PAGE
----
by Weston Maggio

How to Make a Neon Sign in Adobe Photoshop with a Wacom Tablet

The invention of the neon sign dates back more than a hundred years and the technology behind them dates back even further. These roadside icons can run you a couple of hundred bucks today, but you can make your own by spending a little time working in Adobe Photoshop.

When it comes to making a neon sign in Photoshop, I’ve seen some good jobs and some bad jobs. What defines "good" and "bad" is ultimately determined by the destination and purpose of the piece. You can simulate neon pretty quickly with a minimally tweaked layer style. Or, by spending a little more time, you can combine a series of layer styles and some hand drawn elements to create a photo-realistic image. Again, which job is ideal depends on what you intend to do with the final piece.

Instead of walking through the mundane task of making the neon part of an existing sign, I thought that it would be more beneficial to provide you with some tips on making neon more believable!

I’m not going to skip out entirely on the step-by-step process. I’m going to do you one better! I have recorded a Photoshop Action that will walk you through the process of creating neon. This Action will enable you to spend more time on making the image look convincing. 

Watch the video, download the Action, and use it to create some neon:



Download the Action, Neon Glow 

Not an expert on Photoshop Actions? No Problem! Check out this primer on Using Photoshop Actions to learn what to do with the Action that I created.

5 Tips for Making Your Neon Believable 

Check Your References

Take a look at some authentic neon signs. Look closely at how a craftsperson bends the glass tubes. Take note of how they sections are joined to one another. Look especially at what is going on in the background. The frame, the wires, etc. These elements, though subtle, can make or break your look.

Neon Signs Don’t Levitate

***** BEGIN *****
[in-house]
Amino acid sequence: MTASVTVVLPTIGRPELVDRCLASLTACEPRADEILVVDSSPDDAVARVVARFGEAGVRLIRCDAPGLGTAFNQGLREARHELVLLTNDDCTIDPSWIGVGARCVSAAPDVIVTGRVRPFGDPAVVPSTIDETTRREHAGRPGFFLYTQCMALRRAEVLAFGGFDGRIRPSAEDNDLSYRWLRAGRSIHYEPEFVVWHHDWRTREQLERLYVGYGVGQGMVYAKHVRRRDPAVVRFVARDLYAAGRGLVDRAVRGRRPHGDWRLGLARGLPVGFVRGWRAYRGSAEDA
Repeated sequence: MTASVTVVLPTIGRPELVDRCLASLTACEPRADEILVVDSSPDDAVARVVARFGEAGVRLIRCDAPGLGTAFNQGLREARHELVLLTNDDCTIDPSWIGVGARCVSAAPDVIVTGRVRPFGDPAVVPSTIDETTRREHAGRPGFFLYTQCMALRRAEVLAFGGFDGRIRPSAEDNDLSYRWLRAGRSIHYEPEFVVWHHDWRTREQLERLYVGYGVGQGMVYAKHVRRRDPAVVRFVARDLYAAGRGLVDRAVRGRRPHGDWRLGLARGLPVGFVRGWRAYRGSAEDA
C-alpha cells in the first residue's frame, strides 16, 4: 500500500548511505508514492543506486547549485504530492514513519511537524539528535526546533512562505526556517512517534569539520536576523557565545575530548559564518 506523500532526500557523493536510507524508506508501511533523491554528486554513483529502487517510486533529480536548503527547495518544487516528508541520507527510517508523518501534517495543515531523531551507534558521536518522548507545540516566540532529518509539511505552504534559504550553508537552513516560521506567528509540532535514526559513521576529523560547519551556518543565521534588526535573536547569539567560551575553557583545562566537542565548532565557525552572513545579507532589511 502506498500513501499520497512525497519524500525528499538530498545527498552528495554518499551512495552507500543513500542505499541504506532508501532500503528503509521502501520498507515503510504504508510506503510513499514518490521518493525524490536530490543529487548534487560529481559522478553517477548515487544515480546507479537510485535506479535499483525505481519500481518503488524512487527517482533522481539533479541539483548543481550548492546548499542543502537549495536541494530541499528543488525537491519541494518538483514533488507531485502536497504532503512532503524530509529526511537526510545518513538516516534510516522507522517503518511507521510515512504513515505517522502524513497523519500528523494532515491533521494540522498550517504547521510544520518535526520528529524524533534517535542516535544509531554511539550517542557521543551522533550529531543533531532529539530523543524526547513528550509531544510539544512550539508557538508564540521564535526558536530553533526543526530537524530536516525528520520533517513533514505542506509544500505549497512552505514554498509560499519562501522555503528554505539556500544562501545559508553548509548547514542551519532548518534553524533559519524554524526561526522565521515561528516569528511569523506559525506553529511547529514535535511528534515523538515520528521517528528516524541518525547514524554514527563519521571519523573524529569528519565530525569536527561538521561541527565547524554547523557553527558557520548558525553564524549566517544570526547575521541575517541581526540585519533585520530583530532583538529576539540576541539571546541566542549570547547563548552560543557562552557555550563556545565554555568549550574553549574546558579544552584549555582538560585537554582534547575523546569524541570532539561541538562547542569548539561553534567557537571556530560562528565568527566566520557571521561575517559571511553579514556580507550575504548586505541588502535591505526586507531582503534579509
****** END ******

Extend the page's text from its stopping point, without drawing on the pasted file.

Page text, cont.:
Cheap and cheesy neon effects appear to float in mid-air. Don’t settle for a neon effect alone. Neon tubes are typically attached to pegs to make them stand off of a wall or other surface. More often than not, the pegs are affixed in a frame. Be sure to angle the pegs and frame in perspective.

Wire it Up

Single color neon signs are commonly made of a single, continuous, tube bent numerous times. This tube is then filled with various gases and electrified by inserting electrodes in the ends of the tubes. The electrodes are then connected to a transformer (box). When voltage is applied to the electrodes, you get that neon glow. Add the mechanics to make your neon glow.

Also note that portions of tubes are sometimes painted black to appear as if they are separate segments. This “trick” gives the appearance of numerous tubes joined together. Be sure to join your letters at the their ends with “blacked out” tubes. 

Embrace Irregularities

The color of a neon sign is determined by the kind of glass tubing it's made of, along with the gases inside. Over time, these gases disperse and permeate the glass making them fade in color. Additionally, changes in voltage can affect the intensity of the glow. Embrace these facts. Brush on highlights and shadows to your tubes to show discoloration. Especially at the joints and where tubes overlap.

Make Your Sign Stand Out

Your neon glow should be the center of attention. Darken the color of the wall or surface that it is mounted on. Additionally, play close attention to the depth of field. That is, your neon should appear sharper than the surface behind it. Consider blurring the background slightly so as to not compete with your sign.

Creating the Neon Layer Style 

If you are inclined to create neon from scratch, you can find the settings that I used in the creation of the Neon Glow Action below. Note: As part of the Action, I created layers from the Layer Styles. This process separates the effects from a Layer Style into their own layer. This can have an effect on the results that you arrive at from applying the settings found below.

Drop Shadow


Inner Glow


Outer Glow

Follow Wacom on Facebook, TwitterInstagram, G+, Tumblr and Pinterest.